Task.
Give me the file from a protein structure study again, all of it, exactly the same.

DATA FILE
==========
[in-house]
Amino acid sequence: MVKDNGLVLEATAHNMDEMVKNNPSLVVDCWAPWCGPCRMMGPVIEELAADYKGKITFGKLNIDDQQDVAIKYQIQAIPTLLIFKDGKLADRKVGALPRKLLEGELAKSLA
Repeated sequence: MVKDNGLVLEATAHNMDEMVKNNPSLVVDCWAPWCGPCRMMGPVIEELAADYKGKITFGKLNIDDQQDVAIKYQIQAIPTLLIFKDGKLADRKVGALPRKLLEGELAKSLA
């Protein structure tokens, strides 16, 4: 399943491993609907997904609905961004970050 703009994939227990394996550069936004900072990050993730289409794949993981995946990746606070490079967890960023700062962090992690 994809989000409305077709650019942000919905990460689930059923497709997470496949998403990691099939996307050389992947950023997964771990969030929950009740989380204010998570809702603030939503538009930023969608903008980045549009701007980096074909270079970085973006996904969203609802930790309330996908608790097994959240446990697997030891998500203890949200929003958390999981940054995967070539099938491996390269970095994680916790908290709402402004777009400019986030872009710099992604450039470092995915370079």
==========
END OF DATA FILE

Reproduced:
[in-house]
Amino acid sequence: MVKDNGLVLEATAHNMDEMVKNNPSLVVDCWAPWCGPCRMMGPVIEELAADYKGKITFGKLNIDDQQDVAIKYQIQAIPTLLIFKDGKLADRKVGALPRKLLEGELAKSLA
Repeated sequence: MVKDNGLVLEATAHNMDEMVKNNPSLVVDCWAPWCGPCRMMGPVIEELAADYKGKITFGKLNIDDQQDVAIKYQIQAIPTLLIFKDGKLADRKVGALPRKLLEGELAKSLA
């Protein structure tokens, strides 16, 4: 399943491993609907997904609905961004970050 703009994939227990394996550069936004900072990050993730289409794949993981995946990746606070490079967890960023700062962090992690 994809989000409305077709650019942000919905990460689930059923497709997470496949998403990691099939996307050389992947950023997964771990969030929950009740989380204010998570809702603030939503538009930023969608903008980045549009701007980096074909270079970085973006996904969203609802930790309330996908608790097994959240446990697997030891998500203890949200929003958390999981940054995967070539099938491996390269970095994680916790908290709402402004777009400019986030872009710099992604450039470092995915370079």